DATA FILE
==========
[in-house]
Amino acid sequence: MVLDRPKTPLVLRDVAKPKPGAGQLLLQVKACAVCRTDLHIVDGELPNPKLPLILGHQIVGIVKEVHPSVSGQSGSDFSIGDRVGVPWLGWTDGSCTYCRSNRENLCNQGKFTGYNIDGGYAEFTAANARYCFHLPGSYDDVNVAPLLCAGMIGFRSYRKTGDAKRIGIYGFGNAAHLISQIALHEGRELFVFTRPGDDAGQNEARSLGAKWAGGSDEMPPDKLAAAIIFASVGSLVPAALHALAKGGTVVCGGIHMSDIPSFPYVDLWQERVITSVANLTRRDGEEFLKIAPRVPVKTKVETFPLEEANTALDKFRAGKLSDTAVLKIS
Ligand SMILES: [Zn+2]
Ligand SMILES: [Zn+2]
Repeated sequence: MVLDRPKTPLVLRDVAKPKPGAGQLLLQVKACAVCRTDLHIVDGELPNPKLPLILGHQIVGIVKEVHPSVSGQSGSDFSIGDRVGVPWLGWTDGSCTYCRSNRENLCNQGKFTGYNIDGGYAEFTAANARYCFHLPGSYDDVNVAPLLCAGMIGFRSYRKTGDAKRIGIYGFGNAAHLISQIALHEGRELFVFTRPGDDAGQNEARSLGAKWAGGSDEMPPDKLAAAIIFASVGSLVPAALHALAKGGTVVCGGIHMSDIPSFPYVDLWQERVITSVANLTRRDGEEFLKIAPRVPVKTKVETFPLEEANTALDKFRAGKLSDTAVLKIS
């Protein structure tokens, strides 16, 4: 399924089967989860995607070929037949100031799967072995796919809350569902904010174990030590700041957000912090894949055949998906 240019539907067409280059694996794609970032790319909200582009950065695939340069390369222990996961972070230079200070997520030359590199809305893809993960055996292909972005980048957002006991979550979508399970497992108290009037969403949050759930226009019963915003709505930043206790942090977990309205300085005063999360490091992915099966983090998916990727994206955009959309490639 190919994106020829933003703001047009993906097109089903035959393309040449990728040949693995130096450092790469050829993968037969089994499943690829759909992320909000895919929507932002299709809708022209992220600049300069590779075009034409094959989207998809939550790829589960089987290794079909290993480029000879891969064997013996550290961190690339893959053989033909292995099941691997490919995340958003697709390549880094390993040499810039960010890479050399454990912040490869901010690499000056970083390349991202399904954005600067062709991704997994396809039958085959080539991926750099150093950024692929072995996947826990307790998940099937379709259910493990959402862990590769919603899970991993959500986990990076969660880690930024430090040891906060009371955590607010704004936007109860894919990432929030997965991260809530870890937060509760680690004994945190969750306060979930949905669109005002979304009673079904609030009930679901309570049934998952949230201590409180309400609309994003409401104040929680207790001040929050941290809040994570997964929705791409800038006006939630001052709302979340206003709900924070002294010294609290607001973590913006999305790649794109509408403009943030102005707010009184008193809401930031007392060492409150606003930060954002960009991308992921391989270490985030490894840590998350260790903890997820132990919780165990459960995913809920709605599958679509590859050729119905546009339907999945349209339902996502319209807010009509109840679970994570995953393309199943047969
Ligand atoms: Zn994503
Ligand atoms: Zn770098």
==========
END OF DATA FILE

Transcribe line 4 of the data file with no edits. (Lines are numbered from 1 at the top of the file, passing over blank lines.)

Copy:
Ligand SMILES: [Zn+2]